Instead of feeling guilty about what you’re not doing to save the world, take pride in something that you can do day in and day out.

Remember, earth day is every day!

April 2nd, 2012

Enter to win- i2 Photo Challenge!

Pop Quiz: What do the following companies all have in common?

  • Amtrak
  • Annie’s Homegrown
  • Ben & Jerry’s
  • ClifBar
  • Kohl’s
  • Levi’s
  • REI
  • Shaklee
  • Timberland

Answer: These companies are all members of the Climate Counts Industry Innovators (i2) program.   i2 companies support Climate Counts mission of educating consumers while holding themselves to the highest standard of climate leadership.

As a way of saying thanks to these companies, the winner of our Climate Counts i2 Challenge will win a $50 gift card to the i2 company of their choice.

How do you win???

Simple: email us a picture of a time you supported an i2 company. It could be a photo of you atop a mountain decked out in REI gear, a shot of your friends boarding the Amtrak to see the cherry blossoms in Washington, D.C., or perhaps your neighbors enjoying a refreshing cone of Ben & Jerry’s Ice Cream.  The person with the coolest picture (as judged by your peers) wins!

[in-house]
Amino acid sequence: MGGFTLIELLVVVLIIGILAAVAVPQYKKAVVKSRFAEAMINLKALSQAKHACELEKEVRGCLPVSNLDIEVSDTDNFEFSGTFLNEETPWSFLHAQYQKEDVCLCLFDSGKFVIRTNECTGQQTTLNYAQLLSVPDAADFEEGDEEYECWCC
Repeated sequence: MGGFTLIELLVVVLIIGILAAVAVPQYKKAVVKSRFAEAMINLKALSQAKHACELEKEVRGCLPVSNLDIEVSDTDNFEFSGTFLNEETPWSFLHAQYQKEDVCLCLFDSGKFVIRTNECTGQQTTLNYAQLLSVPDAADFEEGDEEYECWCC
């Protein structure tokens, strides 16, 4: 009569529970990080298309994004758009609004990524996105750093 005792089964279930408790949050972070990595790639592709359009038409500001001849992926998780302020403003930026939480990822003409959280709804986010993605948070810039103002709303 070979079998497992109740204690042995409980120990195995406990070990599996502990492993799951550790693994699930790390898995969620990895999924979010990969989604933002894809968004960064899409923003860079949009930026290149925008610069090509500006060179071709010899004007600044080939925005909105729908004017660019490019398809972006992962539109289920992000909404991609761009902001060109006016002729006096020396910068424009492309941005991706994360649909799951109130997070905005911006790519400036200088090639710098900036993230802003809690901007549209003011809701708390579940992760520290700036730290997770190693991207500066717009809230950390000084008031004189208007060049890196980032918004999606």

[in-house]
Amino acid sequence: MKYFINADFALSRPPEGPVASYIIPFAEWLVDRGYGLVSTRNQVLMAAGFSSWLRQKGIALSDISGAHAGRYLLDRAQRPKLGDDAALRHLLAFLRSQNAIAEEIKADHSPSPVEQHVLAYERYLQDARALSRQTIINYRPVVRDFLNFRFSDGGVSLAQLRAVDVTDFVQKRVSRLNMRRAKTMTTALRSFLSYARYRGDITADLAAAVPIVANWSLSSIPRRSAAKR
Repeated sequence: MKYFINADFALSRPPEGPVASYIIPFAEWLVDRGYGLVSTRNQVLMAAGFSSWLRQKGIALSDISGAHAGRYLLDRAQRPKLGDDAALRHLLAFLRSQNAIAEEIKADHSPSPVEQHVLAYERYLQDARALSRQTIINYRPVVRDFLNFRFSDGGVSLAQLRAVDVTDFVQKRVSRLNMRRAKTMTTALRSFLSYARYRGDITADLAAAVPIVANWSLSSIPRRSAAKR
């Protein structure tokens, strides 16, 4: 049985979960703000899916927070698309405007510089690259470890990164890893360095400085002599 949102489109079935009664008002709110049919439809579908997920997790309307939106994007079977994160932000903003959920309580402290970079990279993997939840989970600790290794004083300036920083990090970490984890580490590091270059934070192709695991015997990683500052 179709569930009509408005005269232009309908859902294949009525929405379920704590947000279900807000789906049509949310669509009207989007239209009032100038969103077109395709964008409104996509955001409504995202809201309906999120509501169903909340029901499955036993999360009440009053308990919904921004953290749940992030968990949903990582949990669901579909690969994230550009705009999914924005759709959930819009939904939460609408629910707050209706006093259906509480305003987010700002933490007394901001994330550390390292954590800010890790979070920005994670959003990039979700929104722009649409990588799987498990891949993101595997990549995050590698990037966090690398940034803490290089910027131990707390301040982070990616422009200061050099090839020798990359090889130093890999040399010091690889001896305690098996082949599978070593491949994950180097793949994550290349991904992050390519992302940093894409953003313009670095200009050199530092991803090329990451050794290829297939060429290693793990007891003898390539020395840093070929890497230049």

You can send pictures with a brief explanation to us at info@climatecounts.org with “Climate Counts i2 Challenge” in the subject line.  All photos will be compiled and added to our Facebook page and blog, with judging to be completed by May 7, 2012.

Deadline for submissions is Tuesday May 1, 2012.

The winner will receive one $50 gift card to the i2 company of choice.   If you’re one of the top 5 pictures we pick, we’ll send you a FREE Climate Counts t-shirt to show our appreciation!


Susan Torman

Climate Counts, Communications Intern

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April 2nd, 2012

On Climate Messaging, the Devil is in the Details

To read the original article on Huffington Post visit: http://huff.to/HEvRvd

If climate change is humanity’s greatest challenge, a close second must be uniting people around the common goal of overcoming it.